« Two Former Executives Plead Guilty to Multistate School Sports Fraud | Main | 'Tebow Bills' for Homeschooled Athletes Advance in Three States »

Rutgers Basketball Coach Filmed Cursing, Throwing Balls at Players

Rutgers head coach Mike Rice calls out to his team during the first half of an NCAA college basketball game against DePaul at the Big East Conference tournament on March 12 in New York

Rutgers University men's basketball coach Mike Rice came under scalding hot water Tuesday when ESPN aired a video of him throwing basketballs and cursing at his players.

For a man who likely promised parents during the recruiting process that he'd treat their sons with the utmost respect as student-athletes, the video shows the exact opposite came true when these players stepped on campus.

Beyond the physical abuse the players endured, Rice dished verbal abuse, too. In the video, which you can see below, Rice spews profanities at his players, including calling one a "f---ing fairy." (Keep in mind, a Rutgers student committed suicide a few years ago after his roommate livestreamed him having a gay encounter in his dorm room.)

Rutgers athletic director Tim Pernetti first viewed the video in December, according to ESPN's Outside The Lines show, and suspended Rice for three games as a result.

The fact Rice wasn't fired on the spot back in December generated nearly universal outrage on Twitter after ESPN aired the video on Tuesday.

After seeing the footage, CBSsports.com columnist Gregg Doyel took to Twitter and immediately called for Rice's head:

In a column filed later Tuesday, Doyel calls Rice "a bully," asking how badly an employee has to behave at Rutgers to lose his job.

He wasn't the only CBSsports.com staffer to do so, either. Fellow college basketball reporter Gary Parrish wrote that not only did Rice deserve to get the ax, but that Pernetti's job is likely now in danger, too.

You'll find similar takes on every major sports website. ESPN.com reporter Dana O'Neil wrote that Rice's actions were "abusive, cruel, and out of bounds," and said "it's about time we drew the boundaries." Sports Illustrated's Andy Glockner wrote that "both Rice and athletic director Tim Pernetti should be on awfully thin ice for how this was allowed to happen and subsequently handled by the athletic department." Yahoo! Sports' Pat Forde joined Doyel of CBSsports.com in saying that Rice "bullied" his players.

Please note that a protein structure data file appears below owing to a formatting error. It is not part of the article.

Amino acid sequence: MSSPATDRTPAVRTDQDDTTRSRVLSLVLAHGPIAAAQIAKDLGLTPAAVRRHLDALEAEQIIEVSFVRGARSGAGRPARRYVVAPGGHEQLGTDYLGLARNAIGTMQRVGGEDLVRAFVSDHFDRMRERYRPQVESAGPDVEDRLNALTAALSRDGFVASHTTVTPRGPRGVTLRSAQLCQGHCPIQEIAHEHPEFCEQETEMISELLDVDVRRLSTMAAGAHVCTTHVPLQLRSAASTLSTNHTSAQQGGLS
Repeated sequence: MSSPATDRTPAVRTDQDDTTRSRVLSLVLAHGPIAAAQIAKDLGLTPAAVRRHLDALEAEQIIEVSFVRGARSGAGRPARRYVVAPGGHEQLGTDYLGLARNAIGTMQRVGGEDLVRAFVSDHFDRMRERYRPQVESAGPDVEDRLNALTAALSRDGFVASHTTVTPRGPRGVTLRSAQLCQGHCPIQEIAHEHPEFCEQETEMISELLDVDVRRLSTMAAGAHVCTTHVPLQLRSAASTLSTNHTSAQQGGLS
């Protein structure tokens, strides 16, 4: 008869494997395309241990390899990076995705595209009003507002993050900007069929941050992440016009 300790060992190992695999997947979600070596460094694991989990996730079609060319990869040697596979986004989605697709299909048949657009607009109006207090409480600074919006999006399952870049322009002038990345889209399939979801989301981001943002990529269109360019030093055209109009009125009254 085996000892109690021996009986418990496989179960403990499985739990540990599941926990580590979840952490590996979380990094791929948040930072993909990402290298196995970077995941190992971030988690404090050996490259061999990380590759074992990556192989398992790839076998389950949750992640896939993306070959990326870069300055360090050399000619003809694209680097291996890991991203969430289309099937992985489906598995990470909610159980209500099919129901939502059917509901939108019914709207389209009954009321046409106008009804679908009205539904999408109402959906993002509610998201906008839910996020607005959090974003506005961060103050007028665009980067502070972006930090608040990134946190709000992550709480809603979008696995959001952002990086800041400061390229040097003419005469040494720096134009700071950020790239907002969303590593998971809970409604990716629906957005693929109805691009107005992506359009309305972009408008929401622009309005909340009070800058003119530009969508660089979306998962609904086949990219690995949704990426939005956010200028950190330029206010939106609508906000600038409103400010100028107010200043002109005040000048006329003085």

Even LeBron James, the National Basketball Association's reigning Most Valuable Player, weighed in on Twitter:

It's not exactly breaking news to say that Rice was in the wrong with his actions, both verbal and physical. In no way should student-athletes be subjected to the types of abuse that the Rutgers men's basketball team endured this past season.

Like two Steubenville high school football players found out earlier this month, technology has become a great equalizer in terms of publicizing abuse. Whether it's ill-advised tweets or a practice film gone horribly wrong, students aren't the only ones who need to assume that they need to be on their best behavior at all times.

UPDATE (4/3, 11:30 AM): Rutgers fired Rice this morning after the university president "personally reviewed" the video. Pernetti, for now, is still the school's athletic director.

UPDATE (4/5, 12:15 PM): Pernetti stepped down as Rutgers athletic director this morning, a source told ESPN.com. The school president will hold a press conference at 1 p.m. ET today, according to ESPN.com.

Photo: Rutgers head coach Mike Rice calls out to his team during the first half of an NCAA college basketball game against DePaul at the Big East Conference tournament on March 12 in New York. (Frank Franklin II/AP)

Want all the latest K-12 sports news? Follow @SchooledinSport on Twitter.

Notice: We recently upgraded our comments. (Learn more here.) If you are logged in as a subscriber or registered user and already have a Display Name on edweek.org, you can post comments. If you do not already have a Display Name, please create one here.
Ground Rules for Posting
We encourage lively debate, but please be respectful of others. Profanity and personal attacks are prohibited. By commenting, you are agreeing to abide by our user agreement.
All comments are public.


Most Viewed on Education Week



Recent Comments